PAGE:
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Why Somaly Mam’s Lies Matter

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Following a Newsweek cover story about the various exaggerations and fabrications of Cambodian anti-sex trafficking activist Somaly Mam and her colleagues last week, Mam announced on Wednesday that she would resign. In his Newsweek story, Simon Marks asked, “She has done so much for so many, does it matter that key parts of her story aren’t true?”

Well, yes, and back in Issue 22 (published in 2012), Anne Elizabeth Moore explained why. Here’s an excerpt:

Several of Mam’s—and, by extension, Kristof’s and the New York Times’s—“rescue missions” have been, well, not so rescuey. Together, Mam and Kristof have raided brothels and reportedly saved girls allegedly abducted by sex traffickers. Shortly after the duo’s well-hyped adventures, though, many “saved” girls simply returned to their jobs. (Remember when Kristof “bought” two girls from a brothel in 2004—a crime, by the way, for which he has never been charged? One of them later returned.) Mam claims that rescued women suffer something like Stockholm syndrome, but another explanation may be even more distressing for certain readers: some sex workers prefer their jobs to the available alternatives. In Cambodia, there is really only one other choice for women: jobs in the too-low-wage-to-survive garment factories. Rehabilitation, as shown in Half the Sky, includes sewing lessons. Reports have surfaced that some supposed trafficking victims are held against their will at Mam’s centers. (“Don’t talk to me about sewing machines. Talk to me about workers’ rights!” is a rallying cry for sex workers in Southeast Asia.)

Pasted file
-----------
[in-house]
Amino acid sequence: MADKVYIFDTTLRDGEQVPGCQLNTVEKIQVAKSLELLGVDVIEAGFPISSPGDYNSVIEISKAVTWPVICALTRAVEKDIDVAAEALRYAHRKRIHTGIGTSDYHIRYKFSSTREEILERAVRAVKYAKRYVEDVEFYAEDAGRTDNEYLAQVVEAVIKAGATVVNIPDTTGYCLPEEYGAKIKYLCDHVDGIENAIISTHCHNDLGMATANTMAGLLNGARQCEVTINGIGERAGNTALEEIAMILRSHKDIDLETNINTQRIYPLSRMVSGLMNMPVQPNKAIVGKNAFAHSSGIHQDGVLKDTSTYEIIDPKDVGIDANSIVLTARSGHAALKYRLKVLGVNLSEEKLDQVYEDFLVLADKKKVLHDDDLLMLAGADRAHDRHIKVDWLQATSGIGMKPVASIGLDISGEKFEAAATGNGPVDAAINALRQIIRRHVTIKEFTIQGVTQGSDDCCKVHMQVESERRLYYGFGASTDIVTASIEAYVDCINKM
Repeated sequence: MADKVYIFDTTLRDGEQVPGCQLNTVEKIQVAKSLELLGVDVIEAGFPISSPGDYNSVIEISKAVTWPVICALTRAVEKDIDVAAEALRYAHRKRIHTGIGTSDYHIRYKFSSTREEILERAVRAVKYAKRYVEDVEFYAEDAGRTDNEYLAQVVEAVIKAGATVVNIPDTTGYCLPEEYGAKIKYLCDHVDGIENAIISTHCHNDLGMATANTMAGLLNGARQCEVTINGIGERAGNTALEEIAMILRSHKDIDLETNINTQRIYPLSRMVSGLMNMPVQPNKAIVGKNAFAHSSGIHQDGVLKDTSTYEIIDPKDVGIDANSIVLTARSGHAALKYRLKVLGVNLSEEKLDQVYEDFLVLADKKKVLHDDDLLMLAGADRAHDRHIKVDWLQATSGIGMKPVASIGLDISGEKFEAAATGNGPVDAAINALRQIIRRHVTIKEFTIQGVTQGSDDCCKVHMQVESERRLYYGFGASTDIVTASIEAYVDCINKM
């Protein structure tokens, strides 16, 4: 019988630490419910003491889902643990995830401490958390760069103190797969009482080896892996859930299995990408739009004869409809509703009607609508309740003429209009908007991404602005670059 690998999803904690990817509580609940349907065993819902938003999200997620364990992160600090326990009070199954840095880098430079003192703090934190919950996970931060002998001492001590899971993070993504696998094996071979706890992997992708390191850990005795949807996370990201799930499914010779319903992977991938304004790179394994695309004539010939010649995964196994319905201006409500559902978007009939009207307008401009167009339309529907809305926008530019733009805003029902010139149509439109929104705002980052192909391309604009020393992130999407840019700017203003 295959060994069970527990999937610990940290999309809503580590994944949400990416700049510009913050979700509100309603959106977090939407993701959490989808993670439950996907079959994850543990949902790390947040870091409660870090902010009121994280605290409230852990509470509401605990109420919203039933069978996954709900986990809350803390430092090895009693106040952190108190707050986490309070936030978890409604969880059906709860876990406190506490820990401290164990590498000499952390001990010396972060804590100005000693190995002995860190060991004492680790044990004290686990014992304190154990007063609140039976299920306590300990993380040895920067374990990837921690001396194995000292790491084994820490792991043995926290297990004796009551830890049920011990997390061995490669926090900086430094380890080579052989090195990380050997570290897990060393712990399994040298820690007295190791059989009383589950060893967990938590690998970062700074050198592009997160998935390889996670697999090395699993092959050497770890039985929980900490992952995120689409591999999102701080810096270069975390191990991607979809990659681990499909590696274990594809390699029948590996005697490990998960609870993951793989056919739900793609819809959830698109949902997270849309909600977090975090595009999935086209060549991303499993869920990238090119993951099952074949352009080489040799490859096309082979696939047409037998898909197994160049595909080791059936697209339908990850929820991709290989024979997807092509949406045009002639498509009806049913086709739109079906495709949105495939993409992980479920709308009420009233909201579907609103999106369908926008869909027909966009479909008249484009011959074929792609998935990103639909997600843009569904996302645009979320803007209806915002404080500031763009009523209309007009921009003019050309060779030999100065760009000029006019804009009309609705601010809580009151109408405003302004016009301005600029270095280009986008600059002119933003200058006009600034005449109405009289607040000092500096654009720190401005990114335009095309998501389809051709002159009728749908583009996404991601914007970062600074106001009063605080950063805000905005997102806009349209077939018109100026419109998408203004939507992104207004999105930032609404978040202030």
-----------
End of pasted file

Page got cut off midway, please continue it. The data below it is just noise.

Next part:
The problem is not just that Kristof is a bad journalist for failing to see clear inaccuracies, follow up with questions, and provide readers an accurate look at the developing world, or any world. (Although, of course, he is.) The deeper problem is that the truth—here, and in Free to Choose—isn’t valued. Somana’s lies, delivered as recruitment speeches to the women she aims to enlist to Mam’s cause, may have been learned from Mam herself. Certainly Mam did not seek to uncover them. And who can blame either? There are too few options for women’s employment in Cambodia, as the nation moves into the wage-and-rights-indifferent vanguard of today’s global capitalism. Somaly Mam’s funding comes largely, if not exclusively, from American sources—which, in turn, come to her organizations through Kristof’s regular coverage. The service Mam provides in exchange for Kristof’s attention may seem distasteful to you, but the narrative sells papers. That’s market logic. Or as Friedman himself famously put it: “The great virtue of a free market system is that it does not care what color people are . . . it only cares whether they can produce something you want to buy. It is the most effective system we have discovered to enable people who hate one another to deal with one another and help one another.”

Read the rest of Anne Elizabeth Moore’s piece, “Marketplace Theater: Nicholas Kristof and Milton Friedman rescue the world,” here.